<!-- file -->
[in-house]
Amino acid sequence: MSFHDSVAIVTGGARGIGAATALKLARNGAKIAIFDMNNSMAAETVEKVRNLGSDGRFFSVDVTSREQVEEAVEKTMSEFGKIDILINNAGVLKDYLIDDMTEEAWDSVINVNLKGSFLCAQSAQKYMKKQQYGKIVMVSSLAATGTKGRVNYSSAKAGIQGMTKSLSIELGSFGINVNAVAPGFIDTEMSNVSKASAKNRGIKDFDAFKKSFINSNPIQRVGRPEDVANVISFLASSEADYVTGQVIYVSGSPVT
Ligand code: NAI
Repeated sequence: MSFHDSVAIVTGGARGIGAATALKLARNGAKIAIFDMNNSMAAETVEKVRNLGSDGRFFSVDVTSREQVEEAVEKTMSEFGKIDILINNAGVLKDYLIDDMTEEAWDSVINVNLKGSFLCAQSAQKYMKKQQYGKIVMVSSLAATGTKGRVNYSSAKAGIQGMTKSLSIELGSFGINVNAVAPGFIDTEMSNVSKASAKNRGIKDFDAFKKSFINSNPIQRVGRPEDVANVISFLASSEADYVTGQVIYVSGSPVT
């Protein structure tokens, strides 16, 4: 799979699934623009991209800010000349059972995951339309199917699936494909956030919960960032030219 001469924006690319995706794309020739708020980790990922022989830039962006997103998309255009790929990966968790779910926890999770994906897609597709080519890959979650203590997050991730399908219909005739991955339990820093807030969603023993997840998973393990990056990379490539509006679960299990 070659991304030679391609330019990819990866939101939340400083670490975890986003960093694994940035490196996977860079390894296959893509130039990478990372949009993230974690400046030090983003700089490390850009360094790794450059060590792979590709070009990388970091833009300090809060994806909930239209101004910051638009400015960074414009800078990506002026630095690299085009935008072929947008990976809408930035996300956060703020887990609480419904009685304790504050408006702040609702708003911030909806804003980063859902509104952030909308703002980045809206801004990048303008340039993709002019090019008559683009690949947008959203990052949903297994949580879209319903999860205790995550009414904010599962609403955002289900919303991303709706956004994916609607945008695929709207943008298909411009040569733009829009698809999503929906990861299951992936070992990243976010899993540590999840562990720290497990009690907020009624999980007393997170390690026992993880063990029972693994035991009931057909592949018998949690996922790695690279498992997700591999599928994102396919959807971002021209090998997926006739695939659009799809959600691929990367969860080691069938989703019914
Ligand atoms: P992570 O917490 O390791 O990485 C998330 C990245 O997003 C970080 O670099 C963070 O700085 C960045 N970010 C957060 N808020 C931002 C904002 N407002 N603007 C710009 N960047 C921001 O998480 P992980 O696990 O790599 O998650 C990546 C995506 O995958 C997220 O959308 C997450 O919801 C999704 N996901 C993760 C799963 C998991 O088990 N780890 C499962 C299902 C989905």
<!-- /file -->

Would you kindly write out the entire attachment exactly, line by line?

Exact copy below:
[in-house]
Amino acid sequence: MSFHDSVAIVTGGARGIGAATALKLARNGAKIAIFDMNNSMAAETVEKVRNLGSDGRFFSVDVTSREQVEEAVEKTMSEFGKIDILINNAGVLKDYLIDDMTEEAWDSVINVNLKGSFLCAQSAQKYMKKQQYGKIVMVSSLAATGTKGRVNYSSAKAGIQGMTKSLSIELGSFGINVNAVAPGFIDTEMSNVSKASAKNRGIKDFDAFKKSFINSNPIQRVGRPEDVANVISFLASSEADYVTGQVIYVSGSPVT
Ligand code: NAI
Repeated sequence: MSFHDSVAIVTGGARGIGAATALKLARNGAKIAIFDMNNSMAAETVEKVRNLGSDGRFFSVDVTSREQVEEAVEKTMSEFGKIDILINNAGVLKDYLIDDMTEEAWDSVINVNLKGSFLCAQSAQKYMKKQQYGKIVMVSSLAATGTKGRVNYSSAKAGIQGMTKSLSIELGSFGINVNAVAPGFIDTEMSNVSKASAKNRGIKDFDAFKKSFINSNPIQRVGRPEDVANVISFLASSEADYVTGQVIYVSGSPVT
């Protein structure tokens, strides 16, 4: 799979699934623009991209800010000349059972995951339309199917699936494909956030919960960032030219 001469924006690319995706794309020739708020980790990922022989830039962006997103998309255009790929990966968790779910926890999770994906897609597709080519890959979650203590997050991730399908219909005739991955339990820093807030969603023993997840998973393990990056990379490539509006679960299990 070659991304030679391609330019990819990866939101939340400083670490975890986003960093694994940035490196996977860079390894296959893509130039990478990372949009993230974690400046030090983003700089490390850009360094790794450059060590792979590709070009990388970091833009300090809060994806909930239209101004910051638009400015960074414009800078990506002026630095690299085009935008072929947008990976809408930035996300956060703020887990609480419904009685304790504050408006702040609702708003911030909806804003980063859902509104952030909308703002980045809206801004990048303008340039993709002019090019008559683009690949947008959203990052949903297994949580879209319903999860205790995550009414904010599962609403955002289900919303991303709706956004994916609607945008695929709207943008298909411009040569733009829009698809999503929906990861299951992936070992990243976010899993540590999840562990720290497990009690907020009624999980007393997170390690026992993880063990029972693994035991009931057909592949018998949690996922790695690279498992997700591999599928994102396919959807971002021209090998997926006739695939659009799809959600691929990367969860080691069938989703019914
Ligand atoms: P992570 O917490 O390791 O990485 C998330 C990245 O997003 C970080 O670099 C963070 O700085 C960045 N970010 C957060 N808020 C931002 C904002 N407002 N603007 C710009 N960047 C921001 O998480 P992980 O696990 O790599 O998650 C990546 C995506 O995958 C997220 O959308 C997450 O919801 C999704 N996901 C993760 C799963 C998991 O088990 N780890 C499962 C299902 C989905």